Sunday, July 13, 2014

Law a new weapon against breast cancer

Boback authored matching bill in House; women must be told of breast density

November 01. 2013 11:59PM

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HARRISBURG — Gov. Tom Corbett on Friday signed into law a Senate bill, for which Rep. Karen Boback authored matching legislation in the House, that will help better safeguard women against breast cancer.

Senate Bill 358 requires U.S. Food and Drug Administration facilities to notify women of their breast density, which can impact the effectiveness of traditional mammograms.

The legislation was authored by Sen. Bob Mensch, R-Marlborough Township, and Boback introduced an identical bill in the House.

The legislation requires FDA facilities to provide patients with information regarding their breast density, including recommendations to contact the referring physician should the patient have questions or wish to discuss the report. The new law will take effect in 90 days.

Dense breast tissue is a relatively common condition, but it can hide abnormalities and complicate early detection of breast cancer. Mensch said notification will allow women to know their own breast density.

“With that information, they can talk to their doctor about what their breast density rating means and whether they are at a higher risk for breast cancer. That’s a discussion that should happen, and this bill ensures that women will have the information in hand to have that discussion,” Mensch said.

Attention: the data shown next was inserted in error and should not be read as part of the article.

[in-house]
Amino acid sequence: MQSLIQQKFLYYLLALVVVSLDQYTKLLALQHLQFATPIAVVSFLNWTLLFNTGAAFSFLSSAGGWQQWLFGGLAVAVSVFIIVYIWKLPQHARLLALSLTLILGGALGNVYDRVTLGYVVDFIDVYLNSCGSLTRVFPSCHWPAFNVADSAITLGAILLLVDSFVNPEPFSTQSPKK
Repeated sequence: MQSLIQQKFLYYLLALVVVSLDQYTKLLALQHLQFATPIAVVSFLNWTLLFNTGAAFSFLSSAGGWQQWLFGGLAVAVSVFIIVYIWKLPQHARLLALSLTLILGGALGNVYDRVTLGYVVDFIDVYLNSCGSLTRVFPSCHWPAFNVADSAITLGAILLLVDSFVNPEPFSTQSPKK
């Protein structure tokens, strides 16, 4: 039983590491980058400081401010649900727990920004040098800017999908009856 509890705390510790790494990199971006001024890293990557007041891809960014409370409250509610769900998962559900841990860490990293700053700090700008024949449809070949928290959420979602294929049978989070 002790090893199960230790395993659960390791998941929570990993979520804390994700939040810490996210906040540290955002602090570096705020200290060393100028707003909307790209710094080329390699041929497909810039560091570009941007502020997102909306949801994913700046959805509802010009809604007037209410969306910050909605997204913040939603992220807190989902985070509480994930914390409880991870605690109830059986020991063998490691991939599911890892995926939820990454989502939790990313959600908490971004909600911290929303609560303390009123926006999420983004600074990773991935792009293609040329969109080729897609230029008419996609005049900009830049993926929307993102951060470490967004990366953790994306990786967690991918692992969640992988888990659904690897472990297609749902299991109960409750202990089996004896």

Boback said the bill is a potentially lifesaving piece of legislation.

“So many women have never heard the term ‘dense breast.’ This is now going to be a whole new level of diagnoses for those people who do have a dense breast. And statistics show that so many mammograms are missing the boat when it comes to the diagnosis of breast cancer for those women who have dense breasts,” Boback said.

“This new law provides another potential live-saving tool in the battle against breast cancer,” she said.

A companion bill, Senate Bill 359, would require insurance coverage of additional screenings needed for women with more dense breasts. That bill remains with the Senate Banking and Insurance Committee.

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